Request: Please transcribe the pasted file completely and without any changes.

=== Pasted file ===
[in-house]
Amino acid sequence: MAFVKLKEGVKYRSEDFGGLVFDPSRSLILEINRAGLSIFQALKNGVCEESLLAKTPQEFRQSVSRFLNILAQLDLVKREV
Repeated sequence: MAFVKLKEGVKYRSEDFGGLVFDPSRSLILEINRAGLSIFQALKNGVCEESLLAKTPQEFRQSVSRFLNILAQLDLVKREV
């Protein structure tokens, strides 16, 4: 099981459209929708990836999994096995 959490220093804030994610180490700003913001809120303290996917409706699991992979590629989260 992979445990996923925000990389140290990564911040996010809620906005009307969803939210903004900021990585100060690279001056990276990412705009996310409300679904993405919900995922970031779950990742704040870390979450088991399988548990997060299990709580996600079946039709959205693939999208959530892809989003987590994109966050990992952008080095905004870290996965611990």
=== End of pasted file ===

[in-house]
Amino acid sequence: MAFVKLKEGVKYRSEDFGGLVFDPSRSLILEINRAGLSIFQALKNGVCEESLLAKTPQEFRQSVSRFLNILAQLDLVKREV
Repeated sequence: MAFVKLKEGVKYRSEDFGGLVFDPSRSLILEINRAGLSIFQALKNGVCEESLLAKTPQEFRQSVSRFLNILAQLDLVKREV
């Protein structure tokens, strides 16, 4: 099981459209929708990836999994096995 959490220093804030994610180490700003913001809120303290996917409706699991992979590629989260 992979445990996923925000990389140290990564911040996010809620906005009307969803939210903004900021990585100060690279001056990276990412705009996310409300679904993405919900995922970031779950990742704040870390979450088991399988548990997060299990709580996600079946039709959205693939999208959530892809989003987590994109966050990992952008080095905004870290996965611990």